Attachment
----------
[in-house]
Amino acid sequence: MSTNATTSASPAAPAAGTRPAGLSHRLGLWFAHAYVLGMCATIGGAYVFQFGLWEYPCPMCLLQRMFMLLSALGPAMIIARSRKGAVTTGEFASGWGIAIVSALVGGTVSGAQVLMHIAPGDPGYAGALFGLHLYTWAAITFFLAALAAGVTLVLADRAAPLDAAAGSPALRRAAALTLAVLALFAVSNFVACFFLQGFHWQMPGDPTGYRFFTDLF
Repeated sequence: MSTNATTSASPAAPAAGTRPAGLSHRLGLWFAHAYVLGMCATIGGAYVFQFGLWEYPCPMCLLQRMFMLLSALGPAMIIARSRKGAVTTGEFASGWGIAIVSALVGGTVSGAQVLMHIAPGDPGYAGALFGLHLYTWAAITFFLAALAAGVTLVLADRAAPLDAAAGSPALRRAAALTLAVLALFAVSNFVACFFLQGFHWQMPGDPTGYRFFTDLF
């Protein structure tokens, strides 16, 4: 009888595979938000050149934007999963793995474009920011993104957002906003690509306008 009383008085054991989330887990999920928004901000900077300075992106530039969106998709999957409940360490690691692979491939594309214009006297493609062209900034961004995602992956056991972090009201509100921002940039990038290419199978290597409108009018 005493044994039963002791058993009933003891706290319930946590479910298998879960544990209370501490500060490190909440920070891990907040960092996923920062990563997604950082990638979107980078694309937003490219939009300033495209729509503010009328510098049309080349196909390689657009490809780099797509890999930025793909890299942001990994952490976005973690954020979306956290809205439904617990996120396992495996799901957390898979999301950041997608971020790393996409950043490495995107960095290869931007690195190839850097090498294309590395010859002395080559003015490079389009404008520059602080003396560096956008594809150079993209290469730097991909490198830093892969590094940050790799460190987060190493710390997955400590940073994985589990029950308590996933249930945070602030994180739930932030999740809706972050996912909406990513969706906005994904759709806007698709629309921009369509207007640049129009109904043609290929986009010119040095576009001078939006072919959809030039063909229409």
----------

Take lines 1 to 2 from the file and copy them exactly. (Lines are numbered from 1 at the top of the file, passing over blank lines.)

[in-house]
Amino acid sequence: MSTNATTSASPAAPAAGTRPAGLSHRLGLWFAHAYVLGMCATIGGAYVFQFGLWEYPCPMCLLQRMFMLLSALGPAMIIARSRKGAVTTGEFASGWGIAIVSALVGGTVSGAQVLMHIAPGDPGYAGALFGLHLYTWAAITFFLAALAAGVTLVLADRAAPLDAAAGSPALRRAAALTLAVLALFAVSNFVACFFLQGFHWQMPGDPTGYRFFTDLF